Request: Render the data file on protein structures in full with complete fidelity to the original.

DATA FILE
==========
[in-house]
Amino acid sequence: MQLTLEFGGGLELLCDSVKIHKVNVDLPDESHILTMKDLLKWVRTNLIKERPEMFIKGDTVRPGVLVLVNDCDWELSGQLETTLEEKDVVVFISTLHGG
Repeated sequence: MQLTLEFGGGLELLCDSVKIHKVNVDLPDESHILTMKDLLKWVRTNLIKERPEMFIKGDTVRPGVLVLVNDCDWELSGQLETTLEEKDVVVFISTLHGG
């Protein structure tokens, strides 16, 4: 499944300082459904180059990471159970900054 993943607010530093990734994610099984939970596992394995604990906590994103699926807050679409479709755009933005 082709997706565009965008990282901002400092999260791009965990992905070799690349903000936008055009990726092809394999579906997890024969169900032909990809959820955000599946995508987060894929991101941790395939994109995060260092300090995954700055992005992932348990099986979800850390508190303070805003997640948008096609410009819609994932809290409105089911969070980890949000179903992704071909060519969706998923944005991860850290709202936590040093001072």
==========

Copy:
[in-house]
Amino acid sequence: MQLTLEFGGGLELLCDSVKIHKVNVDLPDESHILTMKDLLKWVRTNLIKERPEMFIKGDTVRPGVLVLVNDCDWELSGQLETTLEEKDVVVFISTLHGG
Repeated sequence: MQLTLEFGGGLELLCDSVKIHKVNVDLPDESHILTMKDLLKWVRTNLIKERPEMFIKGDTVRPGVLVLVNDCDWELSGQLETTLEEKDVVVFISTLHGG
């Protein structure tokens, strides 16, 4: 499944300082459904180059990471159970900054 993943607010530093990734994610099984939970596992394995604990906590994103699926807050679409479709755009933005 082709997706565009965008990282901002400092999260791009965990992905070799690349903000936008055009990726092809394999579906997890024969169900032909990809959820955000599946995508987060894929991101941790395939994109995060260092300090995954700055992005992932348990099986979800850390508190303070805003997640948008096609410009819609994932809290409105089911969070980890949000179903992704071909060519969706998923944005991860850290709202936590040093001072």